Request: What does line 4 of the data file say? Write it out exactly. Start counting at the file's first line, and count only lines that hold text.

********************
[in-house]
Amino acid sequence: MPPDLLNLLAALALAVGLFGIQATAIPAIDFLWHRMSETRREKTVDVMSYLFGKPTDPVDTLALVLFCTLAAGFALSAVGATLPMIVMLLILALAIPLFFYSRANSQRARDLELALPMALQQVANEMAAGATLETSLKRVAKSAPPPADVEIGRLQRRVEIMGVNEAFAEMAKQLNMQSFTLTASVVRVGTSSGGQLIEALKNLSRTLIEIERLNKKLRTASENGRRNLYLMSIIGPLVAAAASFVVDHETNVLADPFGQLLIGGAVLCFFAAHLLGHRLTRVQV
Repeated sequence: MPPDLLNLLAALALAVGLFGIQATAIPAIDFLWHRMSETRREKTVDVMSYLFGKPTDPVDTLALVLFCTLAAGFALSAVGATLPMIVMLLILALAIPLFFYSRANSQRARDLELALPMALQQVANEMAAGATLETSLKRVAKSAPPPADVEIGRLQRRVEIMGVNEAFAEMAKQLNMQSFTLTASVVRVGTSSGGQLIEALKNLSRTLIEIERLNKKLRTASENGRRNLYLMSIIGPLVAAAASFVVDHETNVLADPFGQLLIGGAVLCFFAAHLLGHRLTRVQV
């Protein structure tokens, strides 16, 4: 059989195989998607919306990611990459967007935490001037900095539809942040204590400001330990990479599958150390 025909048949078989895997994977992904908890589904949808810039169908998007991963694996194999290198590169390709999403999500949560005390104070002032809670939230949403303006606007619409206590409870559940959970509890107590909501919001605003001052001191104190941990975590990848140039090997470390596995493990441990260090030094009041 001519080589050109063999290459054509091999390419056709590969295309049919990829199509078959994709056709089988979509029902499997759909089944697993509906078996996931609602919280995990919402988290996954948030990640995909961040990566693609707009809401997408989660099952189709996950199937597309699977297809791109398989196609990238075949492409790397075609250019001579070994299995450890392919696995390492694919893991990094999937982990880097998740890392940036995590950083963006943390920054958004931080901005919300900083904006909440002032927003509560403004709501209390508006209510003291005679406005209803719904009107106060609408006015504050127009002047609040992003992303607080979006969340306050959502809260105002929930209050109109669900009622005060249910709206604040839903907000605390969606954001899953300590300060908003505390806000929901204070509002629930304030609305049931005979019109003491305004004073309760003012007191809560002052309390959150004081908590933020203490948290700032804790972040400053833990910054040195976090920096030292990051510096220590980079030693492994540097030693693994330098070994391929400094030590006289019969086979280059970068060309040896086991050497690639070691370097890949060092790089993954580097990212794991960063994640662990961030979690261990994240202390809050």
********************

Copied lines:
């Protein structure tokens, strides 16, 4: 059989195989998607919306990611990459967007935490001037900095539809942040204590400001330990990479599958150390 025909048949078989895997994977992904908890589904949808810039169908998007991963694996194999290198590169390709999403999500949560005390104070002032809670939230949403303006606007619409206590409870559940959970509890107590909501919001605003001052001191104190941990975590990848140039090997470390596995493990441990260090030094009041 001519080589050109063999290459054509091999390419056709590969295309049919990829199509078959994709056709089988979509029902499997759909089944697993509906078996996931609602919280995990919402988290996954948030990640995909961040990566693609707009809401997408989660099952189709996950199937597309699977297809791109398989196609990238075949492409790397075609250019001579070994299995450890392919696995390492694919893991990094999937982990880097998740890392940036995590950083963006943390920054958004931080901005919300900083904006909440002032927003509560403004709501209390508006209510003291005679406005209803719904009107106060609408006015504050127009002047609040992003992303607080979006969340306050959502809260105002929930209050109109669900009622005060249910709206604040839903907000605390969606954001899953300590300060908003505390806000929901204070509002629930304030609305049931005979019109003491305004004073309760003012007191809560002052309390959150004081908590933020203490948290700032804790972040400053833990910054040195976090920096030292990051510096220590980079030693492994540097030693693994330098070994391929400094030590006289019969086979280059970068060309040896086991050497690639070691370097890949060092790089993954580097990212794991960063994640662990961030979690261990994240202390809050």